In the Kimberley’s far northwest where the King Edward River divides the countries of Ngarinyin and Wunambal peoples, the sacred dreaming place known as Munurru records a 40,000-year-old history on its weathered sandstone walls.
The greatest story is also the most recent, recorded at Bundjamanumanu about 1000 years old after a long tribal battle. According to traditional Wunambal people, Wandjina spirits arrived carrying the enormous boulders that dominate the riverside site, and deciding to stay, painted themselves onto the rock faces in distinctive clusters of round, mouth-less deities with mysterious, vacant, all-seeing eyes.
These are among the Kimberly’s most intriguing art works,
made famous when an image of the Wandjina, also known as ‘Gulingi’, appeared in the opening ceremony of Sydney’s 2000 Olympic Games.
Equally dramatic and about 16,000 older are the ancestral canvases of Gwion-Gwion (or Bradshaw) art: brilliant red haematite ochre scenes of intricately depicted dancers in ceremonial attire and hunters with spears and throwing sticks. These detailed creations are like nothing I’ve seen elsewhere across Australia’s north, as distinctive as Cape York’s Quinkan rock art and equally mesmerising.
Even older still are the naturalistic scenes known as ‘irregular infill paintings’ that have been dated using optically stimulated luminescence (OSL) technology at 30,000-40,000 years old. This makes Munurru’s records of early Kimberley inhabitants, their animal totems and food sources – including long-extinct animals such as the thylacine – some of the oldest ancient art works found in Australia and quite possibly anywhere in the world.
That they remain unfenced and open for self-guided tours (at no charge), is thanks to the generosity and enormous faith of traditional landowners who ask visitors to treat these sacred sites with respect and never touch the art works or burial chambers found there.
In all the years that I have spent seeking out Indigenous Australian rock art sites, I have only viewed one other burial site – the sacred Bidjara chambers at Mount Moffatt in Central Queensland’s Carnarvon National Park which were robbed of their contents in the 1920s. This makes the small burial cave I chanced upon at a site downstream of Bundjamanumanu all the more poignant, tucked onto a ledge beneath a massively overhung rockface and providing a remarkable riverside resting place.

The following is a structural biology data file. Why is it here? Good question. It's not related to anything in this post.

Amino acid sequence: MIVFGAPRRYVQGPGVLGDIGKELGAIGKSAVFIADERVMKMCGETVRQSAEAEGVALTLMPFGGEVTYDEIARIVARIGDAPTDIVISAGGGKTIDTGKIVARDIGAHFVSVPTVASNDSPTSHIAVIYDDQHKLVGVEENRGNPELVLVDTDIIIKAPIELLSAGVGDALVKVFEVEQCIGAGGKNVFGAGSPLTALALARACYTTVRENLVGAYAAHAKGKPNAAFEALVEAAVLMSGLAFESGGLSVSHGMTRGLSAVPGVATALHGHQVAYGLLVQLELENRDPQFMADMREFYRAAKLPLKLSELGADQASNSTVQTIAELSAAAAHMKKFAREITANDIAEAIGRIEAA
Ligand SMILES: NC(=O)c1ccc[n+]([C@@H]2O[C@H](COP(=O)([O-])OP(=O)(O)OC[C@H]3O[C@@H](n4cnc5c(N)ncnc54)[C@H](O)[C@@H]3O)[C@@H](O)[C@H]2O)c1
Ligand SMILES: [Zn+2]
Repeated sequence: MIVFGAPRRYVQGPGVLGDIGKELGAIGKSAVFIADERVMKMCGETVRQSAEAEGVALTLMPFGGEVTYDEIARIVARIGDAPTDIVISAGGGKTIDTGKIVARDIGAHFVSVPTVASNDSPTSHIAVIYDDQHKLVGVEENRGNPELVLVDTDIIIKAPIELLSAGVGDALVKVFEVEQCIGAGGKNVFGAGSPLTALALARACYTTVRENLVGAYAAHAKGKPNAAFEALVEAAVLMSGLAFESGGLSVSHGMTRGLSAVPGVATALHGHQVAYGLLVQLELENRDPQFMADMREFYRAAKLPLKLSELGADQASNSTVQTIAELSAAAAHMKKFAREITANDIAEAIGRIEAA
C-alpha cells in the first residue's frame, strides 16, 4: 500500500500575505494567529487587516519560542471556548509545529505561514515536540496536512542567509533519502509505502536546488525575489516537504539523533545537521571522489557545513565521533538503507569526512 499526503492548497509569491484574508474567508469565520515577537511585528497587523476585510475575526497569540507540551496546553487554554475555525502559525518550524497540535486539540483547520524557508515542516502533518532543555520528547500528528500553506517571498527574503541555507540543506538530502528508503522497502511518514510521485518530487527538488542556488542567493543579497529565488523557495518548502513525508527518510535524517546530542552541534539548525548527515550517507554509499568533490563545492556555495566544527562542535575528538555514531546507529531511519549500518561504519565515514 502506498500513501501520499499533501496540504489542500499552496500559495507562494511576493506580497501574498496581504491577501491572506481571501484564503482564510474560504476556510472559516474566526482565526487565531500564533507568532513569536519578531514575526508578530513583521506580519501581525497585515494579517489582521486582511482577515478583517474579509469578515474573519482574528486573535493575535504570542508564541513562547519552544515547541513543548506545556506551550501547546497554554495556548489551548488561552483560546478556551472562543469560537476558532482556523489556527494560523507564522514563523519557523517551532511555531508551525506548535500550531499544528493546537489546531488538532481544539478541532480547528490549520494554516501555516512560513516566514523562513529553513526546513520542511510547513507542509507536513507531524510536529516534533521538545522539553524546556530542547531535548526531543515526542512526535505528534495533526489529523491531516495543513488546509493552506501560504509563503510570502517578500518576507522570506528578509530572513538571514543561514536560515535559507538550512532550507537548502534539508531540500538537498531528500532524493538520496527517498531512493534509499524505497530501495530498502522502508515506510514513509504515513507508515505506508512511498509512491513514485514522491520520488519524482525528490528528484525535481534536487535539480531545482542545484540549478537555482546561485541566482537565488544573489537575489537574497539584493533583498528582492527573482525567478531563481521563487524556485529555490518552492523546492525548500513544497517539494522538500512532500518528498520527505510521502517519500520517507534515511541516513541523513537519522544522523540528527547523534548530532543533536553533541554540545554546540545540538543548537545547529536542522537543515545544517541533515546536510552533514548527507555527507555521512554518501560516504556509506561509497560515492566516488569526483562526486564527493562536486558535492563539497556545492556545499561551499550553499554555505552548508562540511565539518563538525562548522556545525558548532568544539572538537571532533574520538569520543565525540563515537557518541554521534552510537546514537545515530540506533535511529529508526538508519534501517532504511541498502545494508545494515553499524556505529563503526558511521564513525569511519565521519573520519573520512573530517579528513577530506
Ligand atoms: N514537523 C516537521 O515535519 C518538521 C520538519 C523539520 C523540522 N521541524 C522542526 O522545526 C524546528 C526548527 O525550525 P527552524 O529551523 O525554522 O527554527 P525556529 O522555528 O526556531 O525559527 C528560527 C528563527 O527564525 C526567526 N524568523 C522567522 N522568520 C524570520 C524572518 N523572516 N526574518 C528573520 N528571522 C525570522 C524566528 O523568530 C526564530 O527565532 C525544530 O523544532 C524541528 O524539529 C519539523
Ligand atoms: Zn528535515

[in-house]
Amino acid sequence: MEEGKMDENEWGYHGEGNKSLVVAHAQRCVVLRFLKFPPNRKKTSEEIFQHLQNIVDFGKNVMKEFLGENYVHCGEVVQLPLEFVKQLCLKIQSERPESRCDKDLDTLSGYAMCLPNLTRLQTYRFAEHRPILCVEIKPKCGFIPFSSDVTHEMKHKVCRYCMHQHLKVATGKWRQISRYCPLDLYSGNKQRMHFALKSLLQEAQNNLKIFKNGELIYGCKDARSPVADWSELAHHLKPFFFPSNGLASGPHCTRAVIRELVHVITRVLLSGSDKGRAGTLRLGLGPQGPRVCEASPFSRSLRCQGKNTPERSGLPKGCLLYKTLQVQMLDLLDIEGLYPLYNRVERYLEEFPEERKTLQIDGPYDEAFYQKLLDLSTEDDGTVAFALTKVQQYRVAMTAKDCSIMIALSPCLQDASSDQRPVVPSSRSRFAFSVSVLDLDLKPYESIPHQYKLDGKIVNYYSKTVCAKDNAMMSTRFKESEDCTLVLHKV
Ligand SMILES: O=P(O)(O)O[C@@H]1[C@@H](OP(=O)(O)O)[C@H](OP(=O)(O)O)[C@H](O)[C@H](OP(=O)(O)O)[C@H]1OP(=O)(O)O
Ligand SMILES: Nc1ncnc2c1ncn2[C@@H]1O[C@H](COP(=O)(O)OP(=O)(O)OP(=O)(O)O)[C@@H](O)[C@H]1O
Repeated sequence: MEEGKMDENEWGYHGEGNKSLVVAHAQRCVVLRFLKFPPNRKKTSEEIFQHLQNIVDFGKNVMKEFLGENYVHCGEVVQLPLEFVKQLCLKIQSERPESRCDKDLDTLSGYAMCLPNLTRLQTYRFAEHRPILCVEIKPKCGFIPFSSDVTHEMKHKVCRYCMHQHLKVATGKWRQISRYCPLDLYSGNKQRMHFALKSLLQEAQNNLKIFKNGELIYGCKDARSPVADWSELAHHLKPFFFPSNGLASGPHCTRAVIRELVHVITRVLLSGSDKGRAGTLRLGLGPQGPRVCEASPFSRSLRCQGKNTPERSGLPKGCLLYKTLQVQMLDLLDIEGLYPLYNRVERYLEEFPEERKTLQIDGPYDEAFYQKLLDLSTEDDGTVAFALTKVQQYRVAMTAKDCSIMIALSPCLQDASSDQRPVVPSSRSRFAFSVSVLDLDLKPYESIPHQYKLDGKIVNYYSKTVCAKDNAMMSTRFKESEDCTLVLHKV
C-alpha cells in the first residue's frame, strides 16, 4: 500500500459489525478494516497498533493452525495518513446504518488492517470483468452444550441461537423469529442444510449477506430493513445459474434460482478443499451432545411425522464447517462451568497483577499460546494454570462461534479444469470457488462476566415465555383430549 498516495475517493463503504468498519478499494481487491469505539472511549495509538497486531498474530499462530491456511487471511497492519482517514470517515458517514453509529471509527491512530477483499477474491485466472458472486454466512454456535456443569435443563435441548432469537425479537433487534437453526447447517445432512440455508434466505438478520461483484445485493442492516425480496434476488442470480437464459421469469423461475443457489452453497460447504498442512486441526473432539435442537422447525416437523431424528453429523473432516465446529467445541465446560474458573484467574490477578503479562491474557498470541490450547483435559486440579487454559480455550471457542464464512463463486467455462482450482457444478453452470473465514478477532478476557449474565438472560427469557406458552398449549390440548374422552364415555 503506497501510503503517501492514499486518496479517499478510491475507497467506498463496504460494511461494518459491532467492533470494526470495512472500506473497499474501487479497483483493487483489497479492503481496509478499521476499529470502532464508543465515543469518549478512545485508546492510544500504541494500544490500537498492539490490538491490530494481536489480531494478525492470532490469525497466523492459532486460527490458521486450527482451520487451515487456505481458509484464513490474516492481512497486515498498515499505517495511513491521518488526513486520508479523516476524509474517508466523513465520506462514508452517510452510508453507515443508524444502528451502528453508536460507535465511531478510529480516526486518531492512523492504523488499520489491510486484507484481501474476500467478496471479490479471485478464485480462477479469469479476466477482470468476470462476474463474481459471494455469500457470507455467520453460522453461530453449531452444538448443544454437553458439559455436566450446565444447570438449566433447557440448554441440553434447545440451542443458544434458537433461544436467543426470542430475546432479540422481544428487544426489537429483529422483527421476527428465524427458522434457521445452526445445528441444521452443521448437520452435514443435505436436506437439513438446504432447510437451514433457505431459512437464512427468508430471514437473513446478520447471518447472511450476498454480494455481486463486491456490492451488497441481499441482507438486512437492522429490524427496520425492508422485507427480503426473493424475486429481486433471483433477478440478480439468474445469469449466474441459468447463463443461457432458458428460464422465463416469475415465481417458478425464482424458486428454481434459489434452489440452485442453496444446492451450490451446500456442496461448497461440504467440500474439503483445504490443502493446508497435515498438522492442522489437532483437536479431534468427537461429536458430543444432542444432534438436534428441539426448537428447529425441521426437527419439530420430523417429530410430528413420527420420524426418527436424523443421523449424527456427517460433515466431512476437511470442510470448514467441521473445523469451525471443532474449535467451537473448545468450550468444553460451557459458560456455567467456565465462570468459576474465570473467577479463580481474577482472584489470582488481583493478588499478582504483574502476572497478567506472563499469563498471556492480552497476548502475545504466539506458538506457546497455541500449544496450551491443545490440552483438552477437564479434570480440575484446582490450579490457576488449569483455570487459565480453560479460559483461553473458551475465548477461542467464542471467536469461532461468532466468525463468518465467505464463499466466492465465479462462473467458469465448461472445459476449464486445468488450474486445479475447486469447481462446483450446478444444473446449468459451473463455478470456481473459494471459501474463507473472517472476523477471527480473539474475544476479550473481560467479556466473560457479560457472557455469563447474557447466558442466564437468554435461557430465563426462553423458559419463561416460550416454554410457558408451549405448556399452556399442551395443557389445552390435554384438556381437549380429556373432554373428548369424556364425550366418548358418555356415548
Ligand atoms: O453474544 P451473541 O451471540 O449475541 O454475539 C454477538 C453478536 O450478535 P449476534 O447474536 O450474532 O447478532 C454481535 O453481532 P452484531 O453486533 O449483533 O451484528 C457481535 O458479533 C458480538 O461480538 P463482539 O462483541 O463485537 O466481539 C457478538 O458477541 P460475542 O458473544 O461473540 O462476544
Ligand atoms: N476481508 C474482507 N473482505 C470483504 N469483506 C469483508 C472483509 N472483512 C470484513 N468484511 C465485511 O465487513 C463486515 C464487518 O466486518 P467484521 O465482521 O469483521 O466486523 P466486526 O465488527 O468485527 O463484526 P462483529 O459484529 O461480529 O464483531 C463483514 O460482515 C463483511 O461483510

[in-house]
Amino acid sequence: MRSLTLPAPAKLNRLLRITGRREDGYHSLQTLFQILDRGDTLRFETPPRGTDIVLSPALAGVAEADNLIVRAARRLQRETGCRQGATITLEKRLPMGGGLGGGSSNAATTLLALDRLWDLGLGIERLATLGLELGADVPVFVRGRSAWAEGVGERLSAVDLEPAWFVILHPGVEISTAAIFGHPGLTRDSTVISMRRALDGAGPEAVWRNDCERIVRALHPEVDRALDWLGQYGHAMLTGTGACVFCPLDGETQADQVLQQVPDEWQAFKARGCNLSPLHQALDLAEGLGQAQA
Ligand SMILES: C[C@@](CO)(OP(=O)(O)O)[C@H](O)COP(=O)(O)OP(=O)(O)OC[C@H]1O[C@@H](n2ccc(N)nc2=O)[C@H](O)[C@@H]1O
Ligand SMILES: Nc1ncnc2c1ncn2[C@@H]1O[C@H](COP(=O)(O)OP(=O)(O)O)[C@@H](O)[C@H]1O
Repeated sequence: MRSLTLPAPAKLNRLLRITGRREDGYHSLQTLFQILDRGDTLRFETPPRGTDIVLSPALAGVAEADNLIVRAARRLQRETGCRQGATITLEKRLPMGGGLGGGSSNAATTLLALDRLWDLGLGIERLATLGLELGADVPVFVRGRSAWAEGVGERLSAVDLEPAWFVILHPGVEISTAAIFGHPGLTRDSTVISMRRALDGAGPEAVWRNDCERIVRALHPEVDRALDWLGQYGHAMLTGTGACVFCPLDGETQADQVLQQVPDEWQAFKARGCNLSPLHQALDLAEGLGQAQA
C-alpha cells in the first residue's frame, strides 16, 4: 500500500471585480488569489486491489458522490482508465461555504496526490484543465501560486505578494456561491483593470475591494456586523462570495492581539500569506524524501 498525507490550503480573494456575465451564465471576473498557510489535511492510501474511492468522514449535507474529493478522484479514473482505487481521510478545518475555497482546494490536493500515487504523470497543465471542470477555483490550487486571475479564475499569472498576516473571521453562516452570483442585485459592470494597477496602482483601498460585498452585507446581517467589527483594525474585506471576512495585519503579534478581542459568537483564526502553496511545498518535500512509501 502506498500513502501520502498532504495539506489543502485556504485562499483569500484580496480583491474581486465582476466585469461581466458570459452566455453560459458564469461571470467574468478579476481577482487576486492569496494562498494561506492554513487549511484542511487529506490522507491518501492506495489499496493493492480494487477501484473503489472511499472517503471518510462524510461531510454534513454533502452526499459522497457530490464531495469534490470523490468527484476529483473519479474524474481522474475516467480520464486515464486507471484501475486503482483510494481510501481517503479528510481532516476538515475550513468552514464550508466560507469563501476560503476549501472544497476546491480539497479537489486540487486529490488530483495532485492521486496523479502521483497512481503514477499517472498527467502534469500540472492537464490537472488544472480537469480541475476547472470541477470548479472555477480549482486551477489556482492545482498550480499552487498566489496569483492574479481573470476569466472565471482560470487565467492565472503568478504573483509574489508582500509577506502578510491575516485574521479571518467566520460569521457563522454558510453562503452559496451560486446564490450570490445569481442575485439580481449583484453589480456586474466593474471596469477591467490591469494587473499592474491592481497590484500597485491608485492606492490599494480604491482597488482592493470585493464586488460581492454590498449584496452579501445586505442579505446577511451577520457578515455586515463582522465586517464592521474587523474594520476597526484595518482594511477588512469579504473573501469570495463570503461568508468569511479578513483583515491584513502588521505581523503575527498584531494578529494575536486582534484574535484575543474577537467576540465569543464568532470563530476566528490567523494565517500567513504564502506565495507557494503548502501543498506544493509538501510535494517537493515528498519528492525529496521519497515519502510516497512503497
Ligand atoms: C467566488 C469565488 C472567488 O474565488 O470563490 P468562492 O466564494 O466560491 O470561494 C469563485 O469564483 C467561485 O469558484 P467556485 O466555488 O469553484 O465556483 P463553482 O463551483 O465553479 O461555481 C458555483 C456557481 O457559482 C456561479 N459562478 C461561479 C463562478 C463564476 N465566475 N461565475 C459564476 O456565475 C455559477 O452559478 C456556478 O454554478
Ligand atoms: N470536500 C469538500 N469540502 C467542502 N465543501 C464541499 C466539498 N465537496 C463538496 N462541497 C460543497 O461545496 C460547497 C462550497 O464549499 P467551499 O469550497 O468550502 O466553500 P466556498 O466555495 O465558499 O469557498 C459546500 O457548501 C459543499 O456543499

This second art site, located just off the road to Mitchell Falls, features elaborate Gwion-Gwion and infill paintings and together with Bundjamanumanu, showcases all four stages in the archaeological sequence of Kimberly rock art.
Exploring at sunset, overwhelmed by layers of ancient storytelling and the rituals that must surely have accompanied the creation of such canvases, it’s hard not to feel immensely privileged to have access to such sacred ground. Both rock art sites are signposted from the King Edward River campground (8km beyond the Kalumburu Road turnoff) and are easily explored via foot trails that pad through the grasslands, encircling the rocky outcrops and teetering boulders that protect the overhung galleries.
Although getting to King Edward River demands a great deal of determination and planning, you’ll be pleased to know that an idyllic riverside campground awaits. Providing grassy nooks alongside this clear, deep waterway, a free range campground has environmentally-friendly hybrid toilets, fire rings, a bit of shade and a picnic site close to a paperbark-fringed waterhole with a swimming ladder.
Just downstream where the river slips and slides over polished rock and corellas congregate noisily at sunset, King Edward Falls fills a picturesque rock amphitheatre that glows amber and gold as the sun dips low. This vibrant strip of green is a great birdwatching spot at dusk and dawn when wild things emerge to feed and forage. Keep an eye out for the freshwater crocodiles that are reported to venture this far upriver, but pose no threat to respectful swimmers.
Location: King Edward River campground is signposted 8km off the Kalumburu Road, about 180km north of the Gibb River Road which opens to 4WD traffic after the wet season, usually from April to November (mainroads.wa.gov.au).
Track Conditions: You’ll need a high clearance 4WD vehicle to tackle the King Edward River crossing, which can be a heart-stopping adventure early in the dry season when the river level is highest (April to early May). While the Gibb River Road (especially the western end) is in pretty good shape these days, the Kalumburu Road can be a different story. Expect a corrugated, dusty, slow ride for the 110km north of Drysdale River Station to Mitchell Plateau/King Edward River turnoff.
King River Camping: Big, grassy sites (firepits, toilets) cost $10/adult, $6.60 for concession cardholders and $2.20 per child, payable at the camp’s self-registration station. No bins are provided and pets are not permitted. Top up drinking water supplies at Drysdale River Station before heading north, or simply boil or treat the river water.
Drysdale River Station (drysdaleriver.com.au) provides the last fuel and mechanical repairs south of Kalumburu, and camping at the homestead costs $15/adult ($5 for kids aged 5-15 years), or $10/adult for the free-range Miners Camp, 10km north on the banks of the Drysdale River. Stop here for the great swimming, canoeing and fishing, and because kids stay for free!
Favourite free camp: With flat, shady riverside campsites, the Gibb River Rest Area provides croc-free swimming just 3km north of the Kalumburu turnoff.
Best time to visit: The cool, dry months from June to August are the most popular. To avoid the crowds, visit in May or September, before the Kimberley temperatures peak and wet season rains close access via the Gibb River Road.
Contact: Find out more online at www.parks.dpaw.wa.gov.au or phone the Kununurra parks office on (08) 9168 4200.